This morning, my son woke me up, laptop in hand, and sat down on my bed. He had risen early to work on his essay for English. He wanted my help and figured that asking me early in the morning would be better than waiting until the evening when he was rushing off to lacrosse practice and I was distracted by email, phone calls, and getting dinner on the table.
I was bleary eyed but I gave my son a good 15 minutes of my undivided attention before the chaos of the day kicked in. It was the best 15 mintues I've had in a really long time. We worked together, uninterrupted by phone calls, and enjoyed creating sentences that read well. It was quality time that I haven't had with him in weeks. I've heard parents say how much they value quality time with their kids over quantity and this morning, that concept really kicked in for me.
I've listened as dozens of people have complained about long work hours, long commutes and not spending enough time with family. I understand the struggle for work life balance.
Most of the time work life balance is a big picture concept. But sometimes, just sometimes, it can be a small one, too.
My lesson this morning was simple: Learn to value the quality of the time you spend doing something over quantity. You can feel immensely satisfied getting in one good workout or having special time with your kids where you are fully engaged.
To most of us, work life balance is something we dream about. Blogger Amy Duffin calls it: "As valuable as a winning lottery ticket." She says, "achieving work life balance means that we would actually have the time to meet the expectations of our career AND have enough quality time for ourselves, our families and our hobbies so that we feel balanced."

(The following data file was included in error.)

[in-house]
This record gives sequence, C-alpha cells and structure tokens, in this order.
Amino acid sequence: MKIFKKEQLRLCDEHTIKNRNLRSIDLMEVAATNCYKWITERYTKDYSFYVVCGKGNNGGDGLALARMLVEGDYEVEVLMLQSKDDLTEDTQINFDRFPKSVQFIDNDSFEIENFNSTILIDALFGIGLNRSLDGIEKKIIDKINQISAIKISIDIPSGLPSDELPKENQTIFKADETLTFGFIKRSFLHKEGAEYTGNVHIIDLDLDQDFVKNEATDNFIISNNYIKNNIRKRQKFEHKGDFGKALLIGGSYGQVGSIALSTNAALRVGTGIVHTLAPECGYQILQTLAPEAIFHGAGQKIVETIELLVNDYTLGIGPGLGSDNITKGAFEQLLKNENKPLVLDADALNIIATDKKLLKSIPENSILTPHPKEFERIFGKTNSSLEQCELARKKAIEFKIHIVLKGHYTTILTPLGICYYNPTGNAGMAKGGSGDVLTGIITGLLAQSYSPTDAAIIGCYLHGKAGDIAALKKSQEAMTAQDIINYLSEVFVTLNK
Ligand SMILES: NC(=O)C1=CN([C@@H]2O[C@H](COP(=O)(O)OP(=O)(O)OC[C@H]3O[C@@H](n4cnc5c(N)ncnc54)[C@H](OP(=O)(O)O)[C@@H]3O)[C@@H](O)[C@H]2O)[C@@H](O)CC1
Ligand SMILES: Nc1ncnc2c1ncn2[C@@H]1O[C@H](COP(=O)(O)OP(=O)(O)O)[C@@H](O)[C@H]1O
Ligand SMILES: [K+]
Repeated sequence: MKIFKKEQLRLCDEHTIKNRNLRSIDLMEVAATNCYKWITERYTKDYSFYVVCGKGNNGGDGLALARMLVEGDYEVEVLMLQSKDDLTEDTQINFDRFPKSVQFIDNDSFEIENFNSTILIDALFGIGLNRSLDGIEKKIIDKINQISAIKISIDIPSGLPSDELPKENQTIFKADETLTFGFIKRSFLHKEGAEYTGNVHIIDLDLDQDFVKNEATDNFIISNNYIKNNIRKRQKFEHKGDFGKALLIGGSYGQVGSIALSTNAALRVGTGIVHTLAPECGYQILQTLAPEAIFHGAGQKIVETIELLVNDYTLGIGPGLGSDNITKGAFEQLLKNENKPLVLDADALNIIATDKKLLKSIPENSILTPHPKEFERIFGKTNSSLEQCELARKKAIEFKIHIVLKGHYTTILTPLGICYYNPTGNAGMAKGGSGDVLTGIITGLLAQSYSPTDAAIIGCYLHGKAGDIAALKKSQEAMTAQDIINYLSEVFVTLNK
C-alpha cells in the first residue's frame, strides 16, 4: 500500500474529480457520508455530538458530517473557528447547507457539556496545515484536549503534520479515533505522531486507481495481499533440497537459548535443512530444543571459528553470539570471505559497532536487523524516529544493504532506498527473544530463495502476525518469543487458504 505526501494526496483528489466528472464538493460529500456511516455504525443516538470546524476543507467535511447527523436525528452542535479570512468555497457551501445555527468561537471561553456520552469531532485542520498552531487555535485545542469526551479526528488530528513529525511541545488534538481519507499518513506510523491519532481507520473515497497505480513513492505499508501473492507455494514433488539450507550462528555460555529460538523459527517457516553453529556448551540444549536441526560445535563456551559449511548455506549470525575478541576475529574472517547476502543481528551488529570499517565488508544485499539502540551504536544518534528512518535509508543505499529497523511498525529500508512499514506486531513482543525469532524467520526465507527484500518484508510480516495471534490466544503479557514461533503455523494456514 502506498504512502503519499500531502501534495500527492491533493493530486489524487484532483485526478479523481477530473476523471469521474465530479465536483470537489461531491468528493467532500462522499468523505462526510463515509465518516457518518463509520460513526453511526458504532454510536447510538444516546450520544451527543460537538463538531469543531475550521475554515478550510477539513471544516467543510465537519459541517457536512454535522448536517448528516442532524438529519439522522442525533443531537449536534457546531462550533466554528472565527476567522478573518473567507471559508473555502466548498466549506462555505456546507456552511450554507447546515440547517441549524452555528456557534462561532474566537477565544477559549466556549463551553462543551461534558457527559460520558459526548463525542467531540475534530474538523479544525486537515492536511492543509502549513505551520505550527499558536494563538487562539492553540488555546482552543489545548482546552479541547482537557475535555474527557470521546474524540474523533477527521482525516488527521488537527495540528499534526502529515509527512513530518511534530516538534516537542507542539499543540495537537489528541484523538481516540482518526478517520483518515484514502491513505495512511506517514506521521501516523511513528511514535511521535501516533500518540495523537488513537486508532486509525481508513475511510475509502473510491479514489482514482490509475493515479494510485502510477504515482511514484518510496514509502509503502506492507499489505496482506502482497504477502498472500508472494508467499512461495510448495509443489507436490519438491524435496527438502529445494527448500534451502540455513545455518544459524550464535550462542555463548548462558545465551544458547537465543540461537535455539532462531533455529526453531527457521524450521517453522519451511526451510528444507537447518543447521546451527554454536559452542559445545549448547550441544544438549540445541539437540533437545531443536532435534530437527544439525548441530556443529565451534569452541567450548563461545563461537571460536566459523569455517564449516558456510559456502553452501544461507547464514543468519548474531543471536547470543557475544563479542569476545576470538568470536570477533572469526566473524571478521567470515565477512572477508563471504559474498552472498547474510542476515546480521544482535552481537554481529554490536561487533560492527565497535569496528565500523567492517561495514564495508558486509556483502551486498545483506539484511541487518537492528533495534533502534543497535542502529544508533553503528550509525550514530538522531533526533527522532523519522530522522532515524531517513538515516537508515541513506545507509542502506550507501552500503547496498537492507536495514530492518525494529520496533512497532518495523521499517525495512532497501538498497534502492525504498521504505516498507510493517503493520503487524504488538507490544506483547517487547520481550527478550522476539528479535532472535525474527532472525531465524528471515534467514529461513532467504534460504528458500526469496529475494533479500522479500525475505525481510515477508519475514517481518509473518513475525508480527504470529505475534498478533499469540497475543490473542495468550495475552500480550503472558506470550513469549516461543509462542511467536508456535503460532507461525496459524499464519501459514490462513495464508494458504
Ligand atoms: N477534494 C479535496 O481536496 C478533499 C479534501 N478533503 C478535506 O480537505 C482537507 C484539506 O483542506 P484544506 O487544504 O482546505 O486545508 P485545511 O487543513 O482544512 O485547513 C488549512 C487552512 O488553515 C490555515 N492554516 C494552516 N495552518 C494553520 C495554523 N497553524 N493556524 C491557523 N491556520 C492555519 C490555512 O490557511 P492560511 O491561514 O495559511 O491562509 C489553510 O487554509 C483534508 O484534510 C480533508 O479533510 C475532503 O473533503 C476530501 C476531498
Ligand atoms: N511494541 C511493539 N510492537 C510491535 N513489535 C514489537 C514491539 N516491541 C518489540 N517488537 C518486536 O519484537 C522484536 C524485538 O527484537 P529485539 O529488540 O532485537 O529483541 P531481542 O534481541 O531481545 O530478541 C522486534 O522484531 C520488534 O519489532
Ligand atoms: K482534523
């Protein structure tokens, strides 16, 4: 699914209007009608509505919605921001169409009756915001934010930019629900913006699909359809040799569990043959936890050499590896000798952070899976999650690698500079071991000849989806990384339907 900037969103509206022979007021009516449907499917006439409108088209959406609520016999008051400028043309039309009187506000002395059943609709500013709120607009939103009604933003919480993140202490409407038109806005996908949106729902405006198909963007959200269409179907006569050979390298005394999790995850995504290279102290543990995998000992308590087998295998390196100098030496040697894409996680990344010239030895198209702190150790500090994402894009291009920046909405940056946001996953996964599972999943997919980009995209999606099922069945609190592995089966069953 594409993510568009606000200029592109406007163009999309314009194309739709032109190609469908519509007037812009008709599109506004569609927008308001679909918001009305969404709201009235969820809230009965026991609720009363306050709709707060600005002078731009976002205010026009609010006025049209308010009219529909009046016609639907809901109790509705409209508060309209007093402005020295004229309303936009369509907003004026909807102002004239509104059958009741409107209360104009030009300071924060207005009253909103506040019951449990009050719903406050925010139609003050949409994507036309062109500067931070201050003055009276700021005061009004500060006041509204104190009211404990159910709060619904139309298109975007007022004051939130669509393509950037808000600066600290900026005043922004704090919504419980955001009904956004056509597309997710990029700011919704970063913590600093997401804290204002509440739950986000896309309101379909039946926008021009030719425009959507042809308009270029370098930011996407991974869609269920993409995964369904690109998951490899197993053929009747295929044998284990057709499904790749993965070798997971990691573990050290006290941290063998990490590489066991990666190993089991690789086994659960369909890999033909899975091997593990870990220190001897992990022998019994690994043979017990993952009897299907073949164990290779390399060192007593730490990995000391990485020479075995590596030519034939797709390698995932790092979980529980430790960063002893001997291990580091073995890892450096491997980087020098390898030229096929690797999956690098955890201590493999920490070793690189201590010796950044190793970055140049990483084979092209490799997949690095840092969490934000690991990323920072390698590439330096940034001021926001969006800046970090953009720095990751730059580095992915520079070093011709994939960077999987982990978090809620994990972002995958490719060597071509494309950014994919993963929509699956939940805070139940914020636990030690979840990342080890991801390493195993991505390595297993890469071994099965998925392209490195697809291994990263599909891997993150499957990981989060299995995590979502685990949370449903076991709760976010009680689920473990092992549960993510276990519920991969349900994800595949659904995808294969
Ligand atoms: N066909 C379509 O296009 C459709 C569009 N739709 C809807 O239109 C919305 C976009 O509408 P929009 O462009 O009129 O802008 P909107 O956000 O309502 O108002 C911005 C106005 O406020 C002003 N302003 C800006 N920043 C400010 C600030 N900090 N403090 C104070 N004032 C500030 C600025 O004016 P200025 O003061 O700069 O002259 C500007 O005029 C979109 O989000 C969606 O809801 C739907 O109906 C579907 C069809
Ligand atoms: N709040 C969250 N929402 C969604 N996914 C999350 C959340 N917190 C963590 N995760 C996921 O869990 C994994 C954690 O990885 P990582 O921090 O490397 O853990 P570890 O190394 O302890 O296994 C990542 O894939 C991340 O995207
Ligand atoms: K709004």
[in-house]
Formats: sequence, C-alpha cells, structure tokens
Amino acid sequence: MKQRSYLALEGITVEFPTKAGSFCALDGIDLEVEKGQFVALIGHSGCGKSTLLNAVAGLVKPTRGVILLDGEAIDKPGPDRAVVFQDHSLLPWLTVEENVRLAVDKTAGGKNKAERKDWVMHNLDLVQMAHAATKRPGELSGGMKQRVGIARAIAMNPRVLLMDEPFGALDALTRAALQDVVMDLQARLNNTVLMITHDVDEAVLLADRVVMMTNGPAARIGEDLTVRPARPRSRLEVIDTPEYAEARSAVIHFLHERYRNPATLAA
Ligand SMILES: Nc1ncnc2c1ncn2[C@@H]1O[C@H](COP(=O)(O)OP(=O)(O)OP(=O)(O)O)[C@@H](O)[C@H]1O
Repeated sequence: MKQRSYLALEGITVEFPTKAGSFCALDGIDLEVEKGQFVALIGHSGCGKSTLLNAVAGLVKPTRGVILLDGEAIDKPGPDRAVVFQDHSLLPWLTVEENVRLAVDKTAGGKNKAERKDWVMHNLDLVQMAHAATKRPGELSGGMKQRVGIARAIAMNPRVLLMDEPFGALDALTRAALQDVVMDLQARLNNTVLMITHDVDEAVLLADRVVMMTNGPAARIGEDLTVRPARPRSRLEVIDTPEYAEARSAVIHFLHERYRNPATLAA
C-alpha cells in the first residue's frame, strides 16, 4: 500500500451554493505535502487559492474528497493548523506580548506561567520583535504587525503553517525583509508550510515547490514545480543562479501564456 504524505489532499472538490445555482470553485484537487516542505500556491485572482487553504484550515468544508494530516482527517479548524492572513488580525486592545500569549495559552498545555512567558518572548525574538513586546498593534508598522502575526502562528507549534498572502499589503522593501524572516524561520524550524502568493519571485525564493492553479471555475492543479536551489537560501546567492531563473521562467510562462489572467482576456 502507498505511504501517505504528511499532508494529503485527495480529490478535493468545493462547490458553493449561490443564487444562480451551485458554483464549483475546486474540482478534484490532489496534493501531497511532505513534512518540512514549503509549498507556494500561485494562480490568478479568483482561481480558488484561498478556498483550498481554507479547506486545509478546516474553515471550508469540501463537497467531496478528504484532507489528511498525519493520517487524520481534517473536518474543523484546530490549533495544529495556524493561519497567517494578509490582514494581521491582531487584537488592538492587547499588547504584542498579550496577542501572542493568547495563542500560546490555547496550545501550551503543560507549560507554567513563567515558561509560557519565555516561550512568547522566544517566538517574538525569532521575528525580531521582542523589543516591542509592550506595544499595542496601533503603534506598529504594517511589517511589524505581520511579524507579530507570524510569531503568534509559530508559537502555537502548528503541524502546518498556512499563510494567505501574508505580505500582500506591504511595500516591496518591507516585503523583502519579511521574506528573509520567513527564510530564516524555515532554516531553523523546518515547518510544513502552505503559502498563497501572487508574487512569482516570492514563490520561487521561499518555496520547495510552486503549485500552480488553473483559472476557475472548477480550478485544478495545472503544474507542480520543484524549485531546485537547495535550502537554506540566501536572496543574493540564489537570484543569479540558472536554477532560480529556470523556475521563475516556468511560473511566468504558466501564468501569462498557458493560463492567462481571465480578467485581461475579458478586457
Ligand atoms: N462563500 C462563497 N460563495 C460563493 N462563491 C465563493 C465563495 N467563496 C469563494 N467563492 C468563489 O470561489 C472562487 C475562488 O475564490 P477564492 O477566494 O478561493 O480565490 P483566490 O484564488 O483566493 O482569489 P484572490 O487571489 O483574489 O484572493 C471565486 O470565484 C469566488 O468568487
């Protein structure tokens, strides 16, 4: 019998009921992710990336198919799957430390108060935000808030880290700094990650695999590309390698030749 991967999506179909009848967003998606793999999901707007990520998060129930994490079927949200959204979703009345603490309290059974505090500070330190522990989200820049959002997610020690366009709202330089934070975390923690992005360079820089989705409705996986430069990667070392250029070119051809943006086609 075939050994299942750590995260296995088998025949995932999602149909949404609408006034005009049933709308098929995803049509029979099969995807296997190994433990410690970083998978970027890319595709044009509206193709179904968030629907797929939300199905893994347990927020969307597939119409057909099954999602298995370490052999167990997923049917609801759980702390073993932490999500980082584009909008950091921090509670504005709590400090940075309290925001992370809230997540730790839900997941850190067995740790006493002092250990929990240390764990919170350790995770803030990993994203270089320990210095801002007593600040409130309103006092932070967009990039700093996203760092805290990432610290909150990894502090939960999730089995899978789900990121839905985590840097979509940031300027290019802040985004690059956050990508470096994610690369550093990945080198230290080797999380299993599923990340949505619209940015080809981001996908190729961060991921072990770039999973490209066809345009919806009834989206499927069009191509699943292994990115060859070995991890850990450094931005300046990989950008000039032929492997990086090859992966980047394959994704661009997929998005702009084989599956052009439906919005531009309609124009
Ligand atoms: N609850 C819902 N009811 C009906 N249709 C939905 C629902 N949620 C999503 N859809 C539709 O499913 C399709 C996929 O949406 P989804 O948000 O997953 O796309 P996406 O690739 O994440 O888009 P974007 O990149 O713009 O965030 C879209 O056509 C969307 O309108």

Don't beat yourself if you aren't exercising enough or spending as many hours with your child as you would like during the weekdays. What good is an hour at the gym anyway if you spend most of the time on a work call?
I am a big believer that we have a large role in our own happiness, balance and success. It's easy to spend lots of time doing something that really isn't meaningful. It takes conscious decision making to spend quality time doing something that without interruptions that will bring you satisfaction. Work to develop this highly valuable skill –you can do it!
My nice interaction with my son set me up for a good mood all day. It almost made me want to wake up early again tomorrow. Almost.
Have you had a small moment lately when you realized that quality was more important than quantity in the work life balance equation?